While his indecisiveness at times can lead Siemian to experience some accuracy issues, the majority of the quarterback’s bad plays are decision-based, not accuracy-based. Recent weeks have seen him throw the ball into coverage quite often, and has made Kubiak’s job of calling plays even more difficult. The Denver offensive line has had its struggles, specifically at right tackle, with Siemian under pressure at a rate 3 percent higher than the league average. But let’s be honest—the vast majority of quarterbacks in this day and age face consistent pressure, and at times, Siemian has created his own pressure by failing to feel the rush or step up in the pocket.
The big reason for Siemian winning the job in the first place was his familiarity with the system, and what Kubiak thought would be a better option in terms of taking care of the football over his competitors, Mark Sanchez and first-round pick Paxton Lynch. With the recent offensive struggles, would Lynch now be the more sensible option?
Lynch was forced into duty—and played pretty well—in the Tampa Bay game, but followed it up with a rookie-like performance against a Falcons’ team that controlled the Broncos on both sides of the ball. The rookie was under constant pressure and simply did not play very well under some tough circumstances, throwing an interception and showing some shaky ball security in the pocket at times. Although there are plenty of areas for concern with Lynch right now as well, he’s now 10 weeks into learning the Denver offense, and has been able to see what NFL games are all about—not to mention playing scout-team quarterback against the best pass defense in the NFL. The intrigue for Lynch with his arm and athleticism is there, and he might be able to see and feel things a tick better than Siemian is at the moment.
So, if the Broncos have a QB like Siemian, who is currently struggling to see coverage at times and throwing the ball in harm’s way too often, then why not go with Lynch, a player that may make some similar mistakes, but presents much more upside to make a few more plays throughout the course of the game with his arm between the numbers, as well as the athleticism to evade the rush and make plays with his legs?
The urgency for NFL teams at this point in the season is high, and possibly even greater for the Broncos’ offensive unit, knowing that Denver has a Super Bowl-caliber defense yet again. I hate to say that the next couple of games are make-or-break for Siemian, but that just might be the case. While Lynch may not be a great answer at the moment, either, if Siemian’s struggles continue against a tough schedule (Chiefs twice, Patriots, and Raiders), the move to Lynch may need to happen for the simple reason of just providing a potential spark.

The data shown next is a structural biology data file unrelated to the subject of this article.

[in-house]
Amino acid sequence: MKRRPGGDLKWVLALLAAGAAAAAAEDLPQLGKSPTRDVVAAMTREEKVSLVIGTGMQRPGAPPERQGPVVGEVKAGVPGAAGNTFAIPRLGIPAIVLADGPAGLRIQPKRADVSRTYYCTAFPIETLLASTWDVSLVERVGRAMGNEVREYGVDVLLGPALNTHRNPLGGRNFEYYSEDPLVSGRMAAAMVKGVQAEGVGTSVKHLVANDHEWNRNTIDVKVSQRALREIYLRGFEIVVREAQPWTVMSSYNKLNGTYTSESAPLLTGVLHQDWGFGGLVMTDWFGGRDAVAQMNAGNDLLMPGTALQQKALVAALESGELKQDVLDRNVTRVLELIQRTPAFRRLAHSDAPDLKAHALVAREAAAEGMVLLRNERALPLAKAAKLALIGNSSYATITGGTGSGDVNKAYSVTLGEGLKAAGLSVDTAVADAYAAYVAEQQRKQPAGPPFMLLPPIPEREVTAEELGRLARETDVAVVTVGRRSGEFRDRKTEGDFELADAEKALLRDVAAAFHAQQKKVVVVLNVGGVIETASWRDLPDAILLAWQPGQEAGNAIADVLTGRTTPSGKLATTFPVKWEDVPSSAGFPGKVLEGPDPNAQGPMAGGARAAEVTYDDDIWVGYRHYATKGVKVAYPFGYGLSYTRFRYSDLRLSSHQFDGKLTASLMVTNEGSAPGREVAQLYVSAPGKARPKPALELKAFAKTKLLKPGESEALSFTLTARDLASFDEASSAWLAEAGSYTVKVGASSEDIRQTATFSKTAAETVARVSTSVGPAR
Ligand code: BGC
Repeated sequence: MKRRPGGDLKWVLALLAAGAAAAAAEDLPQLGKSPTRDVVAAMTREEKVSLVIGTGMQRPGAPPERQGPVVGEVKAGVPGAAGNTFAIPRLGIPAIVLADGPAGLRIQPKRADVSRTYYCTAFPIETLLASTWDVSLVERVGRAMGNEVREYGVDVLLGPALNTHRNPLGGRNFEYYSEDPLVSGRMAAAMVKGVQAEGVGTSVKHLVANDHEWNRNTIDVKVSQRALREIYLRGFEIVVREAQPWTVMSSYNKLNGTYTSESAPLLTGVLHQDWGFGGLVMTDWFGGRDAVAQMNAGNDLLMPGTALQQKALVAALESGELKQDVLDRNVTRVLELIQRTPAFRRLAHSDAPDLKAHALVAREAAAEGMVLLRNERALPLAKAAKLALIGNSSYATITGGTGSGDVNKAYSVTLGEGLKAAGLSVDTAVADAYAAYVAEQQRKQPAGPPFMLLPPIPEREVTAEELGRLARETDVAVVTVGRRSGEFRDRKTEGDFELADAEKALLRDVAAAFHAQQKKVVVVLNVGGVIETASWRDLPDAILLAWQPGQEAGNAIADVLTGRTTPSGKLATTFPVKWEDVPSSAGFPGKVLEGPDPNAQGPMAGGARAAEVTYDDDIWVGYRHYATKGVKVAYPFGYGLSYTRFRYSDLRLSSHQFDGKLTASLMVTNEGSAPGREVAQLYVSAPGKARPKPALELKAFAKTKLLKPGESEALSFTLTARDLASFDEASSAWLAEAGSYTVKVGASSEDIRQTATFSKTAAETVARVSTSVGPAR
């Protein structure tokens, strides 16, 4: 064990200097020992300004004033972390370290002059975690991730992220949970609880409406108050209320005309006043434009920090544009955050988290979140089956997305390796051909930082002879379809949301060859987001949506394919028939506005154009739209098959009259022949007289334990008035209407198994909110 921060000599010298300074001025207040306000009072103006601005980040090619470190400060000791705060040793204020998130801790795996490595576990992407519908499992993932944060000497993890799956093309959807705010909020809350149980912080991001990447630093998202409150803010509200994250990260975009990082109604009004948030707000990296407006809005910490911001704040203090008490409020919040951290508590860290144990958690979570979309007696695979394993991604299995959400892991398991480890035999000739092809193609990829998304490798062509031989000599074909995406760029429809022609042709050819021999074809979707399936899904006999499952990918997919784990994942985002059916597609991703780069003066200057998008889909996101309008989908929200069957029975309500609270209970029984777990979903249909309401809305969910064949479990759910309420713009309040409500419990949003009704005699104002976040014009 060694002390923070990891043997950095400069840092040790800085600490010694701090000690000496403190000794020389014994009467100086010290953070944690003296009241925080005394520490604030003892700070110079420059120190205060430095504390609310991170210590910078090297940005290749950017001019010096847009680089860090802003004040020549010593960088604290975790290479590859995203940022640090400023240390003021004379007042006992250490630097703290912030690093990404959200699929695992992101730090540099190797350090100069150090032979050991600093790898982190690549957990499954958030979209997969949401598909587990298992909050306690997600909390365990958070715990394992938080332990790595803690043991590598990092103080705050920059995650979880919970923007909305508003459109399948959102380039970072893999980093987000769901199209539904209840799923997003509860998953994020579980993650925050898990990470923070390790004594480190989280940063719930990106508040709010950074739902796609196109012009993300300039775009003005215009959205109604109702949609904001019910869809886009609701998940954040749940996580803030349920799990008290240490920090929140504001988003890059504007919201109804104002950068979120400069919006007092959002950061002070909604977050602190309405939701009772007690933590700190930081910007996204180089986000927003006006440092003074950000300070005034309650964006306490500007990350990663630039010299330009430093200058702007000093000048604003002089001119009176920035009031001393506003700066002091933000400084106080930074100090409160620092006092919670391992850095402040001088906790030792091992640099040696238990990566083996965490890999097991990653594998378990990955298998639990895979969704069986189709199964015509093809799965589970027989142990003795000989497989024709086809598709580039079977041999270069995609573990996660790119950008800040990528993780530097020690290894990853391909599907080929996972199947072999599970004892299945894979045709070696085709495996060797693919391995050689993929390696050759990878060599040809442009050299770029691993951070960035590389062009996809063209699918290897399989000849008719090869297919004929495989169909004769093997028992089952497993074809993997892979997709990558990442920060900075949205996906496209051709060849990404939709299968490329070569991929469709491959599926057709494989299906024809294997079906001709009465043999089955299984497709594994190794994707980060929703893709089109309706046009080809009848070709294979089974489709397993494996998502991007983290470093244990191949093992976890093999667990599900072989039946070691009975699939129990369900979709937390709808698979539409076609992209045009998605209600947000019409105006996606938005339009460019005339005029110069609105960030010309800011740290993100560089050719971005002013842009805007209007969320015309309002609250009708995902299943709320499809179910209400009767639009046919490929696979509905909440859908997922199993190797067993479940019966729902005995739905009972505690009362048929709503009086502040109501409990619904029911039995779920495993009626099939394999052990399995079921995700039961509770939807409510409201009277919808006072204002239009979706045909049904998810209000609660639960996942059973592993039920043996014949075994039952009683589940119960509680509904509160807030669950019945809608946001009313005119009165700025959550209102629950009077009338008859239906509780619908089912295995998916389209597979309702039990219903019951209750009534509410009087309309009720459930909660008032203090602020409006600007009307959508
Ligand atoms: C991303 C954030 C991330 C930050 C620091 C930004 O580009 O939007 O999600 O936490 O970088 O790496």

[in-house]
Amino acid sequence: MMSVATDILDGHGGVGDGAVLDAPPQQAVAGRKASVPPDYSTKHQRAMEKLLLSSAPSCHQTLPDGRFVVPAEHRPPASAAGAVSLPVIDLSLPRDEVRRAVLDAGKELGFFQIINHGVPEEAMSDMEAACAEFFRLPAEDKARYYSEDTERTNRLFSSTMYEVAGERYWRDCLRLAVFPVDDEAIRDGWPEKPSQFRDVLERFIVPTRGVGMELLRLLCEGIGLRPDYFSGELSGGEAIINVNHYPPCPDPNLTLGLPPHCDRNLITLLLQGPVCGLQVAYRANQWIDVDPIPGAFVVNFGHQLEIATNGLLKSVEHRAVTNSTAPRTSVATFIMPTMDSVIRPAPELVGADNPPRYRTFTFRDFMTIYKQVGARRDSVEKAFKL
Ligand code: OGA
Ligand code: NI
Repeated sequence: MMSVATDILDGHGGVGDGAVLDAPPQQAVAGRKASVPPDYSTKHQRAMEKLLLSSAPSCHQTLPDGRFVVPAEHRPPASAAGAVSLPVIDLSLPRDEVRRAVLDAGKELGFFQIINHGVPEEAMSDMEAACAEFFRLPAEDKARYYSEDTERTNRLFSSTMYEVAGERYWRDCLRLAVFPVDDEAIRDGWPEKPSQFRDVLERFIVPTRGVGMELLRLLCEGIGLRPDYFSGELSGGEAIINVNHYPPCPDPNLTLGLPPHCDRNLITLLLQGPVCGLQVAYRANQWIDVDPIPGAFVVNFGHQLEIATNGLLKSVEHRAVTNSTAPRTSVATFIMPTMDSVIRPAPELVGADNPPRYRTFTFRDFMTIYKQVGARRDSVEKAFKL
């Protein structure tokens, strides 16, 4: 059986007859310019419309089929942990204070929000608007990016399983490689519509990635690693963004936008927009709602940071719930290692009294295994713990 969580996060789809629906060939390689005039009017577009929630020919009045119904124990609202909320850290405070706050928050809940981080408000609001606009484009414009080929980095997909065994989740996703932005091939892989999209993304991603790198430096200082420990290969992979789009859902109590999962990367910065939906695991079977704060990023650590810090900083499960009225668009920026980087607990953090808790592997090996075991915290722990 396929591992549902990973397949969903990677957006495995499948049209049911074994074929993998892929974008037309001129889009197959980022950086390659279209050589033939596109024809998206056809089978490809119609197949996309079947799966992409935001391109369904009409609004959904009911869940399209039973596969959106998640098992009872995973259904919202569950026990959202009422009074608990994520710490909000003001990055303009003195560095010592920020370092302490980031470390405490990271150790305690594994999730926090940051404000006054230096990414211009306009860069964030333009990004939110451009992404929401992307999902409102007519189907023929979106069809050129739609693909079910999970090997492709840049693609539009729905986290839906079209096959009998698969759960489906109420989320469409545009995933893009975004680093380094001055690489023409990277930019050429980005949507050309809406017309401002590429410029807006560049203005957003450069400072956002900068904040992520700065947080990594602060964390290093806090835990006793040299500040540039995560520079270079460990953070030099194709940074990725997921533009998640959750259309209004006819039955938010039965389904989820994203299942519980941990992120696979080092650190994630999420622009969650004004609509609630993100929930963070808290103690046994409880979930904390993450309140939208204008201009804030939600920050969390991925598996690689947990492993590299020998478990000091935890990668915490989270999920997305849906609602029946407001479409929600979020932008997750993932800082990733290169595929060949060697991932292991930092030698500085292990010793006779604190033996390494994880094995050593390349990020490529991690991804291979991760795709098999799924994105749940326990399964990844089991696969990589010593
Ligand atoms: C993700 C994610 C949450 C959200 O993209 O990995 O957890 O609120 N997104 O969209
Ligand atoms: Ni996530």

The bye week comes at a perfect time for a reset for Siemian and the Broncos’ offense, giving Kubiak a chance to look at what Denver has right now in terms of offensive options, and perhaps come back with some creative ways to take the pressure off of Siemian. This may come in the form of simple passes to manufacture yards through the air, as well as ways to run the football more effectively.
The recipe for success for Siemian after the bye week is fairly simple: he must come back more consistent and disciplined with his reads, and understand that turnovers will lead to losses for this team down the stretch, as there aren’t many opposing offenses that can consistently drive the field on the Broncos’ defense. If Siemian can protect the football (without being too careful), find a few ways to manufacture more TDs in the red zone (where he is currently just 11-for-27 with five TDs inside the 10-yard-line), convert a couple key 3rd-and-7+ plays, and make plays at critical points in the fourth quarter like he has at times, he will do enough to help the Broncos continue to win games and make a playoff push.
Siemian was named team captain a few weeks ago for the last half of the season, obviously speaking volumes for what his teammates think of him, as well as showing the confidence the Broncos have in him going forward. If this really is their guy for the remainder of the season, Denver needs to rally around him and try to elevate his play. Receivers can’t get noticeably upset when the ball doesn’t go their way; it’s been showing up on tape week-to-week, and only adds to the pressure Siemian is likely already feeling.
The decision to go young at quarterback with Siemian over Mark Sanchez was a pretty risky one looking back, and Gary Kubiak is faced with perhaps his toughest coaching job to date. Kubiak has shown in the past that he is not afraid to make a tough quarterback change. As one of the best play-callers and offensive minds in the game, one would expect him to help Siemian out as much as he can, but ultimately, it will come down to how Siemian responds to a few of the key areas above. If he doesn’t, then playing rookie Paxton Lynch may just the best way to go.